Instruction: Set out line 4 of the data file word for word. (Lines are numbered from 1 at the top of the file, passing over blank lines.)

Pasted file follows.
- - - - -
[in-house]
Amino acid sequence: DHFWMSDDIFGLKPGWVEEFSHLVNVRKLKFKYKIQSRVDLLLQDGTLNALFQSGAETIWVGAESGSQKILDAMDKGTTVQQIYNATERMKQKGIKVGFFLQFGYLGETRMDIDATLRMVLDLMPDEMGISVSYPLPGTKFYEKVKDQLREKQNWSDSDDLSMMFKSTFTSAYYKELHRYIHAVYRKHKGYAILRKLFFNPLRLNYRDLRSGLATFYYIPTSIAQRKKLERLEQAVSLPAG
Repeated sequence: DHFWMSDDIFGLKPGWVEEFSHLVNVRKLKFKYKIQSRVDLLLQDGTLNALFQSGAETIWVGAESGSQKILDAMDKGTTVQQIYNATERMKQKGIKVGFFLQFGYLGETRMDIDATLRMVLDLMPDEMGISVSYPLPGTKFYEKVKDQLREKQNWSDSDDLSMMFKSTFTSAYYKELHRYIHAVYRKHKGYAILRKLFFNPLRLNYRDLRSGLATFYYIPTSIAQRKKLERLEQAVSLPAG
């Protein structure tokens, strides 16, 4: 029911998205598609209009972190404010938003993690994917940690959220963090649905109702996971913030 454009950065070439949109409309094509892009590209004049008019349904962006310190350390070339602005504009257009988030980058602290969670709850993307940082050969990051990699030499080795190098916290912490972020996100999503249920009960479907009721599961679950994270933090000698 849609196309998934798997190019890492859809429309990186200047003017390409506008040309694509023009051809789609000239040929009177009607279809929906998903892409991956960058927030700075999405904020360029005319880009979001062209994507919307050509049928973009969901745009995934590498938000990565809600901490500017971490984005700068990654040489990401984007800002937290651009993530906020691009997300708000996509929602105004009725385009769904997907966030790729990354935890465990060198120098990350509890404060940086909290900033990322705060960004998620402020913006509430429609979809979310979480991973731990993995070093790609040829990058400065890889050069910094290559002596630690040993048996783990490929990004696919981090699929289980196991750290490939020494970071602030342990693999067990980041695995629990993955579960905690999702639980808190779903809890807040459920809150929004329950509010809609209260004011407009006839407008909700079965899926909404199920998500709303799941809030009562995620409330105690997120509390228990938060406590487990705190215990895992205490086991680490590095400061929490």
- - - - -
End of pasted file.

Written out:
């Protein structure tokens, strides 16, 4: 029911998205598609209009972190404010938003993690994917940690959220963090649905109702996971913030 454009950065070439949109409309094509892009590209004049008019349904962006310190350390070339602005504009257009988030980058602290969670709850993307940082050969990051990699030499080795190098916290912490972020996100999503249920009960479907009721599961679950994270933090000698 849609196309998934798997190019890492859809429309990186200047003017390409506008040309694509023009051809789609000239040929009177009607279809929906998903892409991956960058927030700075999405904020360029005319880009979001062209994507919307050509049928973009969901745009995934590498938000990565809600901490500017971490984005700068990654040489990401984007800002937290651009993530906020691009997300708000996509929602105004009725385009769904997907966030790729990354935890465990060198120098990350509890404060940086909290900033990322705060960004998620402020913006509430429609979809979310979480991973731990993995070093790609040829990058400065890889050069910094290559002596630690040993048996783990490929990004696919981090699929289980196991750290490939020494970071602030342990693999067990980041695995629990993955579960905690999702639980808190779903809890807040459920809150929004329950509010809609209260004011407009006839407008909700079965899926909404199920998500709303799941809030009562995620409330105690997120509390228990938060406590487990705190215990895992205490086991680490590095400061929490």